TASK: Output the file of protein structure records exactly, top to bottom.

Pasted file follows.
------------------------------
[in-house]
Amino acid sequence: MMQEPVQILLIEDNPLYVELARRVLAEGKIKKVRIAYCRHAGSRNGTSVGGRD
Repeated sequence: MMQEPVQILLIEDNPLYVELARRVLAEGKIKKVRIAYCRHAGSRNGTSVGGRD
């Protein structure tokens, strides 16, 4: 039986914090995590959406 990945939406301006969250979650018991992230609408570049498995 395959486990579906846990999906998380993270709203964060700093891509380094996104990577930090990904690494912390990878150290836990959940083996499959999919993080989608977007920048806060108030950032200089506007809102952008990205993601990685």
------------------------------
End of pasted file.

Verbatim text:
[in-house]
Amino acid sequence: MMQEPVQILLIEDNPLYVELARRVLAEGKIKKVRIAYCRHAGSRNGTSVGGRD
Repeated sequence: MMQEPVQILLIEDNPLYVELARRVLAEGKIKKVRIAYCRHAGSRNGTSVGGRD
């Protein structure tokens, strides 16, 4: 039986914090995590959406 990945939406301006969250979650018991992230609408570049498995 395959486990579906846990999906998380993270709203964060700093891509380094996104990577930090990904690494912390990878150290836990959940083996499959999919993080989608977007920048806060108030950032200089506007809102952008990205993601990685």